Global: More than 13 million people around the world have now been confirmed to have had the coronavirus, according to data compiled by Johns Hopkins University. The five most affected countries include United States (3,361,042), Brazil (884,967), India (878,254), Russia (732,547) and Peru (330,123).
Australia: In the Australian state of Victoria, 270 new cases of the virus were identified overnight. Staff from the private sector including airlines, telecommunications companies and banks, as well as 1,000 additional Australian defence force personnel, will be deployed to help efforts to contain Covid-19 in the state.
UK: Britain must start “intense preparations” for a second wave of coronavirus that has the potential to kill as many as 120,000 hospital patients in a worst-case scenario, experts have warned. In addition, the British government will announce on Tuesday that people will have to wear masks when they go into a shop from July 24.
US: More than 880 employees of private contractors running US immigration detention centres have tested positive, according to congressional testimony given by company executives.
Japan: Health officials in Tokyo, Japan, appealed on Tuesday for more than 800 theatregoers to get tested after a production starring a Japanese boy band was found to be the source of at least 20 cases.
DRC: Ebola is spreading in the western Democratic Republic of the Congo, with nearly 50 known cases across a region bordering the Republic of the Congo and the Central African Republic, according to the World Health Organization (WHO).
China: The wave of coronavirus cases connected with Beijing’s wholesale market that began in June appears to have been brought under control with no new cases of the disease reported in the Chinese capital for eight successive days.
Global: Cities and states around the world returned to tighter coronavirus restrictions to battle recurring outbreaks, as global infections passed 13 million and the World Health Organization warned there were “no shortcuts out of the pandemic”.
US: California’s governor Gavin Newsom ordered all bars to close statewide and all restaurants, cinemas and museums to halt indoor operations, in a dramatic rolling back of reopening efforts as cases continue to surge. The US has reported roughly 60,000 new cases a day for almost a week, according to the Johns Hopkins University tracker.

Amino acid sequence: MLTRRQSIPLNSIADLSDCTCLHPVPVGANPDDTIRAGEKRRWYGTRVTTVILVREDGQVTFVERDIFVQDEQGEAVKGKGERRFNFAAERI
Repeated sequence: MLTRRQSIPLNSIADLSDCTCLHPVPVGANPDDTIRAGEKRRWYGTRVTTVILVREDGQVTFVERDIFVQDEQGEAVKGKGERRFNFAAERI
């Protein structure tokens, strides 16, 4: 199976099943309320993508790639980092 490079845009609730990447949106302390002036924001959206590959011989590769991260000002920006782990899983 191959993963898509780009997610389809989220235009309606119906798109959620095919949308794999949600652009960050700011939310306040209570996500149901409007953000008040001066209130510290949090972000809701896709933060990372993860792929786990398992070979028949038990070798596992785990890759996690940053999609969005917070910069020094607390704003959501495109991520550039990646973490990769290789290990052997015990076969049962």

China: Hong Kong will impose strict new social distancing measures from midnight on Tuesday, the most stringent there since the start of the pandemic, as authorities warned the risk of a large-scale outbreak was extremely high. Hong Kong has also introduced fines for anyone refusing to wear a mask on public transport.
Australia: As cases passed 10,000 on Tuesday, the state of New South Wales also introduced restrictions on bars. The measures are partly in response to a new cluster at a Sydney pub called The Crossroads. New South Wales recorded 13 new cases as of Monday evening, in addition to ten cases connected to the pub.
Philippines: In the Philippines, a quarter of a million people in Manila will return to lockdown in an attempt to stall the infection rate there. With just over 57,000 cases, the Philippines has the second-highest number of infections in south-east Asia. Nearly 1,600 people have died in the country over the course of the pandemic so far.
Mexico: An entire hospital in Mexico’s southern Oaxaca state has been put in quarantine, after 68% of its remaining staff tested positive.
Malaysia and Singapore: are to ease border restrictions between the two countries to support essential business and official traffic, as well as residents who have long-term work permits for the other country.
US: The New York Times reported that about 5.4 million Americans lost health insurance in the pandemic, more than have ever lost coverage through job losses in a year, according to a new study, as the Trump administration ramped up its war with Anthony Fauci, the federal government’s top public health expert, over the handling of the crisis.
Singapore: Singapore’s economy suffered a coronavirus-induced record contraction in the second quarter, putting it on course for its worst-ever slump this year. Gross domestic product (GDP) plunged by a record 41.2% in the three months ended March, on a quarter-on-quarter annualised basis, preliminary data from the Ministry of Trade and Industry showed on Tuesday.
China: Intensive testing of meat, seafood and other products for the coronavirus has tripled customs clearance times at some major Chinese ports, raising concerns the delays could ensnare global trade flows.